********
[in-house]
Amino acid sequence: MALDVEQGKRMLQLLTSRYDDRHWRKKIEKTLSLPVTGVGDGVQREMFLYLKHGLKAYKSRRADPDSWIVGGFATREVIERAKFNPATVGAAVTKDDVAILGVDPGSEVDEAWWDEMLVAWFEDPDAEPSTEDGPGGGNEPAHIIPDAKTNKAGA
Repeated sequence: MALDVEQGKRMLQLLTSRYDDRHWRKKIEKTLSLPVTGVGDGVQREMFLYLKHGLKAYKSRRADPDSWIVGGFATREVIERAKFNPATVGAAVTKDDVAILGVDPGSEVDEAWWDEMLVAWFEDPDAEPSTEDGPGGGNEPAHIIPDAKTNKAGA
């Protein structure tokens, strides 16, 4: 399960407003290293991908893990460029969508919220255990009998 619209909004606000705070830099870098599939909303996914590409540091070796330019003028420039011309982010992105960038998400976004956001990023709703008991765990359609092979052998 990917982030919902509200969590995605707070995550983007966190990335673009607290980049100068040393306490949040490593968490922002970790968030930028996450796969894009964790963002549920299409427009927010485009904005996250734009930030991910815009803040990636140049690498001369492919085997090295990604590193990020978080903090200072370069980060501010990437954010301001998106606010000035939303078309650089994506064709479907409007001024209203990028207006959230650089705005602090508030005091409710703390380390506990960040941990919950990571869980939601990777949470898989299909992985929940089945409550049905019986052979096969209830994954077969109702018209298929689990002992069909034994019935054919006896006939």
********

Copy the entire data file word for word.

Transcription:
[in-house]
Amino acid sequence: MALDVEQGKRMLQLLTSRYDDRHWRKKIEKTLSLPVTGVGDGVQREMFLYLKHGLKAYKSRRADPDSWIVGGFATREVIERAKFNPATVGAAVTKDDVAILGVDPGSEVDEAWWDEMLVAWFEDPDAEPSTEDGPGGGNEPAHIIPDAKTNKAGA
Repeated sequence: MALDVEQGKRMLQLLTSRYDDRHWRKKIEKTLSLPVTGVGDGVQREMFLYLKHGLKAYKSRRADPDSWIVGGFATREVIERAKFNPATVGAAVTKDDVAILGVDPGSEVDEAWWDEMLVAWFEDPDAEPSTEDGPGGGNEPAHIIPDAKTNKAGA
């Protein structure tokens, strides 16, 4: 399960407003290293991908893990460029969508919220255990009998 619209909004606000705070830099870098599939909303996914590409540091070796330019003028420039011309982010992105960038998400976004956001990023709703008991765990359609092979052998 990917982030919902509200969590995605707070995550983007966190990335673009607290980049100068040393306490949040490593968490922002970790968030930028996450796969894009964790963002549920299409427009927010485009904005996250734009930030991910815009803040990636140049690498001369492919085997090295990604590193990020978080903090200072370069980060501010990437954010301001998106606010000035939303078309650089994506064709479907409007001024209203990028207006959230650089705005602090508030005091409710703390380390506990960040941990919950990571869980939601990777949470898989299909992985929940089945409550049905019986052979096969209830994954077969109702018209298929689990002992069909034994019935054919006896006939």